Kelp::Request - Request class for a Kelp application


    my $request = Kelp::Request( app => $app, env => $env );


This module provides a convenience layer on top of Plack::Request. It extends it to add several convenience methods.



A reference to the Kelp application.


Returns a hashref, which represents the stash of the current the request

An all use, utility hash to use to pass information between routes. The stash is a concept originally conceived by the developers of Catalyst. It's a hash that you can use to pass data from one route to another.

    # put value into stash
    $self->req->stash->{username} = app->authenticate();
    # more convenient way
    $self->stash->{username} = app->authenticate();

    # get value from stash
    return "Hello " . $self->req->stash->{username};
    # more convenient way
    return "Hello " . $self->stash('username');


This hash is initialized with the named placeholders of the path that the current route is processing.


Contains a string name of the route matched for this request. Contains route pattern if the route was not named.


Change of behavior in version 1.04, see below for details

Returns the HTTP parameters of the request. This method delegates all the work to "param" in Plack::Request, except when the content type of the request is application/json and a JSON module is loaded. In that case, it will decode the JSON body and return as follows:

  • If no arguments are passed, then it will return the names of the HTTP parameters when called in array contest, and a reference to the entire JSON hash when called in scalar context.

        # JSON body = { bar => 1, foo => 2 }
        my @names = $self->param;   # @names = ('bar', 'foo')
        my $json = $self->param;    # $json = { bar => 1, foo => 2 }
  • If a single argument is passed, then the corresponding value in the JSON document is returned.

        my $bar = $self->param('bar');  # $bar = 1
  • If the root contents of the JSON document is not an HASH (after decoding), then it will be wrapped into a hash with its reftype as a key, for example:

        { ARRAY => [...] } # when JSON contains an array as root element
        { '' => [...] }    # when JSON contains something that's not a reference
        my $array = $kelp->param('ARRAY');

Since version 1.04, a new application configuration field safe_param is introduced that changes the behavior of this method:

  • Without safe_param, method will produce a warning if used in list context while passing the first argument, but will continue to work the same. This is done to combat a very nasty and easy to make bug:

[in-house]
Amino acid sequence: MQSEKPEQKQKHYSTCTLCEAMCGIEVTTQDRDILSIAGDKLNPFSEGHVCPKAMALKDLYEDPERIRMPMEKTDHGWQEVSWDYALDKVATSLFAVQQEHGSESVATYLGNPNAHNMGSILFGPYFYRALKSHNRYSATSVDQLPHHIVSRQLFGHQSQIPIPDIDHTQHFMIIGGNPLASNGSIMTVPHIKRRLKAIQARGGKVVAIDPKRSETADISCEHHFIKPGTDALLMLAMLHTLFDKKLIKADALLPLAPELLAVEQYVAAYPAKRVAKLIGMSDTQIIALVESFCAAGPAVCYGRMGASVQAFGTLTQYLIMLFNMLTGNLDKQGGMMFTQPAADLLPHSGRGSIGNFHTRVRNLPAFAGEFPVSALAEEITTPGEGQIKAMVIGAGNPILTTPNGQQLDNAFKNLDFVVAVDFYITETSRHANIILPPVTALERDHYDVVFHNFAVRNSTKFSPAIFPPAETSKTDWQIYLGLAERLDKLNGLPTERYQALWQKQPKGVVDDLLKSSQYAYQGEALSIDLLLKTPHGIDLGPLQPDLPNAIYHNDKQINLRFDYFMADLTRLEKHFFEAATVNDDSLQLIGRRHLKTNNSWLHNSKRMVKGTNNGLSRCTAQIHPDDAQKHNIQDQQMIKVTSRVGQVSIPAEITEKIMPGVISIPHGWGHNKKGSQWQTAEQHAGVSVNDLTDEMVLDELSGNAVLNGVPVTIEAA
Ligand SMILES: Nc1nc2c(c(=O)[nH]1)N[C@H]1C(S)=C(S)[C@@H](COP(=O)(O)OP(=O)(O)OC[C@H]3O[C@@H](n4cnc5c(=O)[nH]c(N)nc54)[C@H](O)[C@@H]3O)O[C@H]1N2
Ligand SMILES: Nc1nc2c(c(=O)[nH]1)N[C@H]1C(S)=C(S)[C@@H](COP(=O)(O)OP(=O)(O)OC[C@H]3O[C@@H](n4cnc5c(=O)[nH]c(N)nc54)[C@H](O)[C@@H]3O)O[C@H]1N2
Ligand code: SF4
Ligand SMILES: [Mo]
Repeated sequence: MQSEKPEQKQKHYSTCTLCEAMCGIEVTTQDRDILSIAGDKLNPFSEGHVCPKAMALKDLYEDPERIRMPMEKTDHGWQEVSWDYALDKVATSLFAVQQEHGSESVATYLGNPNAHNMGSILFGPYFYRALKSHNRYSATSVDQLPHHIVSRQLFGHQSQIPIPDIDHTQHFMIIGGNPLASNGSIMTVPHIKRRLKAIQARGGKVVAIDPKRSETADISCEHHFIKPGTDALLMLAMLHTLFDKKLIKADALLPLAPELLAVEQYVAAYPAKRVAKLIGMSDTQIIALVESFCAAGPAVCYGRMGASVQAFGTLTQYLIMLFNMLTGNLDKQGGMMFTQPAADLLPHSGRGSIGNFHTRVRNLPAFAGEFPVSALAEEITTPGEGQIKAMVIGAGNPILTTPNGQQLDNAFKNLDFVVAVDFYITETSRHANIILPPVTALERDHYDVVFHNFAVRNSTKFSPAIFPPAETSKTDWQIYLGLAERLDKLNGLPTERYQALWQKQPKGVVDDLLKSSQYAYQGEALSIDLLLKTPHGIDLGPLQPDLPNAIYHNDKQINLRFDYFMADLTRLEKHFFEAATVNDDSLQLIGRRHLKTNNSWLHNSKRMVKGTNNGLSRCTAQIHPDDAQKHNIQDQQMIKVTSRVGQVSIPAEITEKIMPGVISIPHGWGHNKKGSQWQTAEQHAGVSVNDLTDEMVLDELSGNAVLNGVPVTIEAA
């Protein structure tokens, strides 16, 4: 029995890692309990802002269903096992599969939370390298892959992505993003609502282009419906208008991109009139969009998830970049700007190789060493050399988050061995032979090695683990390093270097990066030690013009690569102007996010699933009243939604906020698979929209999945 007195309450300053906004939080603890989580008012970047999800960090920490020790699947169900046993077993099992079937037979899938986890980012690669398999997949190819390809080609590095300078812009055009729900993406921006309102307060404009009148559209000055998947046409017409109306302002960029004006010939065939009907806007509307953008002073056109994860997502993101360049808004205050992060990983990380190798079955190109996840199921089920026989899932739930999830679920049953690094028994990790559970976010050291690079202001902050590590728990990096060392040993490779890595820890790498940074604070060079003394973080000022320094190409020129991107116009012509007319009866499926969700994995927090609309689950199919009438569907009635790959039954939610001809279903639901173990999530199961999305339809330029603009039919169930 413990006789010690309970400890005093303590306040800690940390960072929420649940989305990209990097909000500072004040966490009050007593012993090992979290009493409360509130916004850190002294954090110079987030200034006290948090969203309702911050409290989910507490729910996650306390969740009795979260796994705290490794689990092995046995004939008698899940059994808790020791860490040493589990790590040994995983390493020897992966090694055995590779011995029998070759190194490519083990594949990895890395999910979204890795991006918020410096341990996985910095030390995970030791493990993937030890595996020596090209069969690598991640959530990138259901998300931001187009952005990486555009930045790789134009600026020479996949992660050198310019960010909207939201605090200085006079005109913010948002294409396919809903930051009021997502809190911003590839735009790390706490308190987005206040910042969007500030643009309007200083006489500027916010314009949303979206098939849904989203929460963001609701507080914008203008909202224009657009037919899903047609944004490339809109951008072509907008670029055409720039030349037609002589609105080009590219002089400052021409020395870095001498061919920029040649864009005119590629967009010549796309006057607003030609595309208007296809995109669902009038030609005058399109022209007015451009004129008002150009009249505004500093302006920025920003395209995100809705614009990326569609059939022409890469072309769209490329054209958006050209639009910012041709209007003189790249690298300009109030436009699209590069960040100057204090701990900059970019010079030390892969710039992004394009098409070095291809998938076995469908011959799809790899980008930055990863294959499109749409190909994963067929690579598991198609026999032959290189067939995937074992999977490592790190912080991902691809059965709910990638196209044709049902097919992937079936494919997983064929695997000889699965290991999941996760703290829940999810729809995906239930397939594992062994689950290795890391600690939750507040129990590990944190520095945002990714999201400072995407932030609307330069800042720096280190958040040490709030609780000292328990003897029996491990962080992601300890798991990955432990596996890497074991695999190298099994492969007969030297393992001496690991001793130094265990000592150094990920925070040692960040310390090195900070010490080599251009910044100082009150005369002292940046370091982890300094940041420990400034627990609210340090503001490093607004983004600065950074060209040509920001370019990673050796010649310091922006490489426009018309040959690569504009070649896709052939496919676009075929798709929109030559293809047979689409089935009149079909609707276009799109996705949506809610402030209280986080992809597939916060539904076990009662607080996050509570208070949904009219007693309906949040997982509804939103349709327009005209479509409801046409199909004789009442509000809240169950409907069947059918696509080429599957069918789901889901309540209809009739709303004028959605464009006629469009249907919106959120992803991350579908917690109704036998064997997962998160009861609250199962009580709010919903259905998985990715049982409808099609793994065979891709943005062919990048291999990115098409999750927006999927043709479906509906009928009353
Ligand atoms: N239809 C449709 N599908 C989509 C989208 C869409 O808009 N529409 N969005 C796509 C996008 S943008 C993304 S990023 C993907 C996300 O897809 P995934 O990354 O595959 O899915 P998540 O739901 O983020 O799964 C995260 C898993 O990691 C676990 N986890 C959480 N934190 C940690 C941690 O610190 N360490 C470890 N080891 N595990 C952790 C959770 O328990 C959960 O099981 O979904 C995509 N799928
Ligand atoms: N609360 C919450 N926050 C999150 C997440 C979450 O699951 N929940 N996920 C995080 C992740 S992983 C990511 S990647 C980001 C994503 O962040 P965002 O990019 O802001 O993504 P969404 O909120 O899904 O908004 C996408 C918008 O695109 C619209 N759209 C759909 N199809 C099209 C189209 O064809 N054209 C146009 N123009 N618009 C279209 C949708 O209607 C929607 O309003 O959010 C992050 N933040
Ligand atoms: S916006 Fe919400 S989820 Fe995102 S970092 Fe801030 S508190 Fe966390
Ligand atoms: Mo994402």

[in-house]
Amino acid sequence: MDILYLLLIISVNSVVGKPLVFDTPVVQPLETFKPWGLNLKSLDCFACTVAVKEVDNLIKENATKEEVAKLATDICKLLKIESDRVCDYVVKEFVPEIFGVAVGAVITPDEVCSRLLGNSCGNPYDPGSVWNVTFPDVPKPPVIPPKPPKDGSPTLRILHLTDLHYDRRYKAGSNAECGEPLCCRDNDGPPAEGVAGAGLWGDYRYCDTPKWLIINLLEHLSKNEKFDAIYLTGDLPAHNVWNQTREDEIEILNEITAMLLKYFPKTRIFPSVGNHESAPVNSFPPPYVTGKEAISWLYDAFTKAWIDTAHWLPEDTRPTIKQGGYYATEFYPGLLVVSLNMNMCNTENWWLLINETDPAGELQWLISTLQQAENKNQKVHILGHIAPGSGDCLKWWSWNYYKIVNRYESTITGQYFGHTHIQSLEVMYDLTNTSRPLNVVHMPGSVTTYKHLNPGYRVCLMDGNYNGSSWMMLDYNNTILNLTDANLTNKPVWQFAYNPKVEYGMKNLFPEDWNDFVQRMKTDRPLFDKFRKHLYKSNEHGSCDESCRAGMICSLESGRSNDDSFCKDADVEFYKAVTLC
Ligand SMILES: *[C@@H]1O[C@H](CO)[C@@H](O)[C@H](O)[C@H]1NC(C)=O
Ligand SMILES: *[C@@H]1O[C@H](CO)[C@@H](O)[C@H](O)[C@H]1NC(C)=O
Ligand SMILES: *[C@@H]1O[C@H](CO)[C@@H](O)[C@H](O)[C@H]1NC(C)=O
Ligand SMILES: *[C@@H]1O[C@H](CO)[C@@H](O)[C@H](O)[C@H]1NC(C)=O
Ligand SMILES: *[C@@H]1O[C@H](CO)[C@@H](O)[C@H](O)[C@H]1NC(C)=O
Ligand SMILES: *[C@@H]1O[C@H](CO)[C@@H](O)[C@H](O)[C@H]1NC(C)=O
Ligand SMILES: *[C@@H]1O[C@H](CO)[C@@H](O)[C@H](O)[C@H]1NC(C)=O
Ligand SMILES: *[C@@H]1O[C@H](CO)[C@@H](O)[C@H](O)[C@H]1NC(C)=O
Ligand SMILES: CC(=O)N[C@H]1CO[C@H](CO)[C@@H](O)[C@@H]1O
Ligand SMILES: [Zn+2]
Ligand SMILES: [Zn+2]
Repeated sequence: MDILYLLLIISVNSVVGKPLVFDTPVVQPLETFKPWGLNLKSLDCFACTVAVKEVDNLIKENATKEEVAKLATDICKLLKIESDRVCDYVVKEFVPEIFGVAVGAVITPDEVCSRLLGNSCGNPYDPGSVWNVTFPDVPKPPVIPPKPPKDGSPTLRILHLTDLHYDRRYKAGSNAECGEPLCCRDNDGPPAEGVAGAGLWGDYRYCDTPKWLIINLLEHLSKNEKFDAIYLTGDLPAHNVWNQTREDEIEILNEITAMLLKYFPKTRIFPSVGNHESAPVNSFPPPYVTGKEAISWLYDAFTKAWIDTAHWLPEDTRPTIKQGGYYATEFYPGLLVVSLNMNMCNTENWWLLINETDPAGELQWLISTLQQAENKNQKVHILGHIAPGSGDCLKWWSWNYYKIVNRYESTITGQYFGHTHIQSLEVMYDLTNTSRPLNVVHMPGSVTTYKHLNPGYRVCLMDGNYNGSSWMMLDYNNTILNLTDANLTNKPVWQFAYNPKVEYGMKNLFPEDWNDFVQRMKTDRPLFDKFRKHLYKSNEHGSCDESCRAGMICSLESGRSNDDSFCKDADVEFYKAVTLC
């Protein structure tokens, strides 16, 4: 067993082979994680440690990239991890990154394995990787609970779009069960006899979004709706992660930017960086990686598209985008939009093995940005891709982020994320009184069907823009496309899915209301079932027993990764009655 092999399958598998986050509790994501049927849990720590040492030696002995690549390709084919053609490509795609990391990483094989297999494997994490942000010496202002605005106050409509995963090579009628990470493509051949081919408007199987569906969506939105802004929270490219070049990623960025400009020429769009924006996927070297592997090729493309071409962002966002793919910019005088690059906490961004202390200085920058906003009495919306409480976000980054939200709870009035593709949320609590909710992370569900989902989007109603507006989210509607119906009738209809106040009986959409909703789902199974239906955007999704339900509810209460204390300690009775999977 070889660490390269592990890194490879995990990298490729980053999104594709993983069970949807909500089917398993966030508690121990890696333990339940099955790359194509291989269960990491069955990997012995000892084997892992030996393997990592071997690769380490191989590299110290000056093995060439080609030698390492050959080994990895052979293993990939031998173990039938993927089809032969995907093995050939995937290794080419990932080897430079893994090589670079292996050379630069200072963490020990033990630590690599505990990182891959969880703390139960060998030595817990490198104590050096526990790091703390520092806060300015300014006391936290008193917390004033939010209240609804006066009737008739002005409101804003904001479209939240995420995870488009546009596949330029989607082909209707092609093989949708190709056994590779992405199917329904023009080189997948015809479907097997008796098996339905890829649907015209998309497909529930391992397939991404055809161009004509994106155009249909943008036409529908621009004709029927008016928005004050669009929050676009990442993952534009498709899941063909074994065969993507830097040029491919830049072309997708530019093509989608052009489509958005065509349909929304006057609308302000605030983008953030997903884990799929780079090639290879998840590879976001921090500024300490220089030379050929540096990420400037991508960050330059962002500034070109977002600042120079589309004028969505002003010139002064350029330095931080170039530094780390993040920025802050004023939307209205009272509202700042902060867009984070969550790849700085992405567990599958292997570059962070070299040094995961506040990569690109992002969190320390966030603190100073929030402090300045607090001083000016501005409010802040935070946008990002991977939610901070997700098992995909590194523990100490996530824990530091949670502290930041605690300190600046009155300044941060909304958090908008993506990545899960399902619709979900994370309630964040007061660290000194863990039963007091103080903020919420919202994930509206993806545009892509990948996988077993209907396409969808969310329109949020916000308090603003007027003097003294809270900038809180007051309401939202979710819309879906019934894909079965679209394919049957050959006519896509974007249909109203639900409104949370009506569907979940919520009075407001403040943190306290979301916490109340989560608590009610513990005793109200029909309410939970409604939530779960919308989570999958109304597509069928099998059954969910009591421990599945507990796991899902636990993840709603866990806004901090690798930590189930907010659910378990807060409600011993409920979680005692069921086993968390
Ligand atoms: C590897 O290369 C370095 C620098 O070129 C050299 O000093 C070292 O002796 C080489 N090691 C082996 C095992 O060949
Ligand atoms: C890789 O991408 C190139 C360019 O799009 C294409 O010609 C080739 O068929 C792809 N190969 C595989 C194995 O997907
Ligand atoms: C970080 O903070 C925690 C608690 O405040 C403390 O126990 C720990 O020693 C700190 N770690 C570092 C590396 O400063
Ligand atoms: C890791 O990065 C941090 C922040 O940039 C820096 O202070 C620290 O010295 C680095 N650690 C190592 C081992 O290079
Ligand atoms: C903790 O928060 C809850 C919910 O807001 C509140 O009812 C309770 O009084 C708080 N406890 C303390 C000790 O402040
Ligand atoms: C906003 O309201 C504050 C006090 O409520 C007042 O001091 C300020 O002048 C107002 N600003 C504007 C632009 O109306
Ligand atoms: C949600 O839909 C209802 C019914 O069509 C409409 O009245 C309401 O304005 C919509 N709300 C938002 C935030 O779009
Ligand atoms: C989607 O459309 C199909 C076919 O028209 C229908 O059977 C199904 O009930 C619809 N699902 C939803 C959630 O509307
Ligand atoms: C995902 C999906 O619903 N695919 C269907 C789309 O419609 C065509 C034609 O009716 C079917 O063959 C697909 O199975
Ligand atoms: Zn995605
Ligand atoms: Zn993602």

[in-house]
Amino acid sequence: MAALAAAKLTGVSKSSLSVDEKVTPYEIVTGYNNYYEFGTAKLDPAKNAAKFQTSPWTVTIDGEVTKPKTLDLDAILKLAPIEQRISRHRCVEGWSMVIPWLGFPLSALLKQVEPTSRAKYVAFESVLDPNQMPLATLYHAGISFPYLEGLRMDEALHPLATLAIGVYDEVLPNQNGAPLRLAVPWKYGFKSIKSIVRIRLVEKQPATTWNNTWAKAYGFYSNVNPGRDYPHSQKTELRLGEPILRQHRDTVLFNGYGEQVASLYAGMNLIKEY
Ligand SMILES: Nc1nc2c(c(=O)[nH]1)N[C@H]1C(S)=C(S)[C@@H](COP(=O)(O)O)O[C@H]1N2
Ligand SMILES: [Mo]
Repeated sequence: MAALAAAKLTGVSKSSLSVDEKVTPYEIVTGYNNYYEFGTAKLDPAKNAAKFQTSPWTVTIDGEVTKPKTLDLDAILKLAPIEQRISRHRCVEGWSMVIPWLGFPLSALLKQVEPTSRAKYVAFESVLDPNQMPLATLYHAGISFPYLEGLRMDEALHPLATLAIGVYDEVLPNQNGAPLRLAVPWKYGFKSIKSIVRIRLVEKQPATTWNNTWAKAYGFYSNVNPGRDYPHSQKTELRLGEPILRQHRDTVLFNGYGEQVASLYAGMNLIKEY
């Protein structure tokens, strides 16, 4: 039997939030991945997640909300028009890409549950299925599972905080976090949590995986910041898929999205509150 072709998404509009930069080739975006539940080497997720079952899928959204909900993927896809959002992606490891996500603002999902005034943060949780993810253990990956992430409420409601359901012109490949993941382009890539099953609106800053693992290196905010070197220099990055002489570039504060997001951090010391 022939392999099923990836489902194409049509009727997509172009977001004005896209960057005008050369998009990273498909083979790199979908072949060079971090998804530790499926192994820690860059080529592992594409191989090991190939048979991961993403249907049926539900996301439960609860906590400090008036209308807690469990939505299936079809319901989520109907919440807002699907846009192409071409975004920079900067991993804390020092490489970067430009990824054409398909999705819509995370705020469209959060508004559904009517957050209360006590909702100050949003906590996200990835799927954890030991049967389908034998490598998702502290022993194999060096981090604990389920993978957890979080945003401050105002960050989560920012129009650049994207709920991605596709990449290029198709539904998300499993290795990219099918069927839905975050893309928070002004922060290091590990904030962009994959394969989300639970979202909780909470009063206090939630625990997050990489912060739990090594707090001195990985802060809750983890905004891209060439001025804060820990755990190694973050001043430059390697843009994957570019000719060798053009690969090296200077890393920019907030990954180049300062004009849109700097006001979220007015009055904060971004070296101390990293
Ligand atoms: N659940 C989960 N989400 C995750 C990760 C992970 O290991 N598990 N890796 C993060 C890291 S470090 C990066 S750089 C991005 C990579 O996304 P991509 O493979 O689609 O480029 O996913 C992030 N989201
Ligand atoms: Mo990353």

param1 => $value,
            param2 => $kelp->param('key'), # BUG, list context

    Since HTTP requests can accept multiple values for the same key, someone could inject additional parameters to the function with the simple query, due to array flattening:

  • With safe_param, a call to param with an argument (a key to fetch from the parameters) will no longer return a list but always a scalar value regardless of context, even if there are more than one entries of that name (will then return the last one). This makes usages like the one above perfectly safe.

        my @array = $kelp->param('name'); # changed, will never return more than one scalar
  • Since this method has so many ways to use it, you're still encouraged to use other, more specific methods from Plack::Request.

You are strongly advised to introduce safe_param into your configuration as quickly as possible. Currently, a value of 0 is the default, meaning that param will work the same as it did, but produce warnings. In no less than half a year from version 1.04 the old behavior of param will be removed altogether, and safe_param configuration will no longer cause any change in behavior, allowing for its safe removal. Use "cgi_param" if you'd like to retain the old behavior regardless of security risks.


Calls param in Plack::Request, which is compatible. It is not recommended to use this method, unless for some reason you have to maintain compatibility. Misusing this method can lead to bugs and security vulnerabilities.

address, remote_host, user

These are shortcuts to the REMOTE_ADDR, REMOTE_HOST and REMOTE_USER environment variables.

    if ( $self->req->address eq '' ) {

Note: See "Deploying" in Kelp::Cookbook for configuration required for these fields when using a proxy.


Returns the Plack session hash or dies if no Session middleware was included.

    sub get_session_value {
        my $self = shift;
        $self->session->{user} = 45;

If called with a single argument, returns that value from the session hash:

    sub set_session_value {
        my $self = shift;
        my $user = $self->req->session('user');
        # Same as $self->req->session->{'user'};

Set values in the session using key-value pairs:

    sub set_session_hash {
        my $self = shift;
            name  => 'Jill Andrews',
            age   => 24,
            email => ''

Set values using a Hashref:

    sub set_session_hashref {
        my $self = shift;
        $self->req->session( { bar => 'foo' } );

Clear the session:

    sub clear_session {
        my $self = shift;
        $self->req->session( {} );

Common tasks with sessions

Initialize file sessions

In your config file:

    middleware => ['Session'],
    middleware_init => {
        Session => {
            store => 'File'
Delete session value
    delete $self->req->session->{'useless'};
Remove all session values
    $self->req->session( {} );


Returns true if the request was called with XMLHttpRequest.


Returns true if the request's content type was application/json.